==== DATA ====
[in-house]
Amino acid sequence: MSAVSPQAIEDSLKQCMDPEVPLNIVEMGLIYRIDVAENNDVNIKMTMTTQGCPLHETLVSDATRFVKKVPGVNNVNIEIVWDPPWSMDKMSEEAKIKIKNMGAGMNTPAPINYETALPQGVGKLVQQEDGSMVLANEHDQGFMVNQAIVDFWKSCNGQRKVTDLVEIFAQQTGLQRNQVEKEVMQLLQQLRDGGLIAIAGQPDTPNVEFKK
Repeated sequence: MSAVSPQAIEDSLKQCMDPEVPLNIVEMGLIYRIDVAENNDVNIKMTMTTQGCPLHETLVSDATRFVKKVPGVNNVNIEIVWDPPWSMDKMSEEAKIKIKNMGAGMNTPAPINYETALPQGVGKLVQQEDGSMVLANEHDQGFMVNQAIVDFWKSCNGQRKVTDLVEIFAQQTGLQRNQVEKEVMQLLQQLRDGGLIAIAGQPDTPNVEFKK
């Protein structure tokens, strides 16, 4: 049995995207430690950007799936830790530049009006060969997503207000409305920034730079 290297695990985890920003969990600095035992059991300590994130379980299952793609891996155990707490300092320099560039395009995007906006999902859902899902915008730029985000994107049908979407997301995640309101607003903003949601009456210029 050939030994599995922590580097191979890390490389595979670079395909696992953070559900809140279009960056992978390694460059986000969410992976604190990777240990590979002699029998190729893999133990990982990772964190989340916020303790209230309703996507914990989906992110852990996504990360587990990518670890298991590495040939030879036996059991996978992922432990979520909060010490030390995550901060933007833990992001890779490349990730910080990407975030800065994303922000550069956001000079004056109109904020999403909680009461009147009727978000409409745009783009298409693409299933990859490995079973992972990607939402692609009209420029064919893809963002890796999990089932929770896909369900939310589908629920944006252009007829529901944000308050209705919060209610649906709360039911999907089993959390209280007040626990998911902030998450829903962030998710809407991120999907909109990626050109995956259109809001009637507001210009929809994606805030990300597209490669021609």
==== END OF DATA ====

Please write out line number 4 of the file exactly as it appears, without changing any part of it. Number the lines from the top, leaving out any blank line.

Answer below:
């Protein structure tokens, strides 16, 4: 049995995207430690950007799936830790530049009006060969997503207000409305920034730079 290297695990985890920003969990600095035992059991300590994130379980299952793609891996155990707490300092320099560039395009995007906006999902859902899902915008730029985000994107049908979407997301995640309101607003903003949601009456210029 050939030994599995922590580097191979890390490389595979670079395909696992953070559900809140279009960056992978390694460059986000969410992976604190990777240990590979002699029998190729893999133990990982990772964190989340916020303790209230309703996507914990989906992110852990996504990360587990990518670890298991590495040939030879036996059991996978992922432990979520909060010490030390995550901060933007833990992001890779490349990730910080990407975030800065994303922000550069956001000079004056109109904020999403909680009461009147009727978000409409745009783009298409693409299933990859490995079973992972990607939402692609009209420029064919893809963002890796999990089932929770896909369900939310589908629920944006252009007829529901944000308050209705919060209610649906709360039911999907089993959390209280007040626990998911902030998450829903962030998710809407991120999907909109990626050109995956259109809001009637507001210009929809994606805030990300597209490669021609």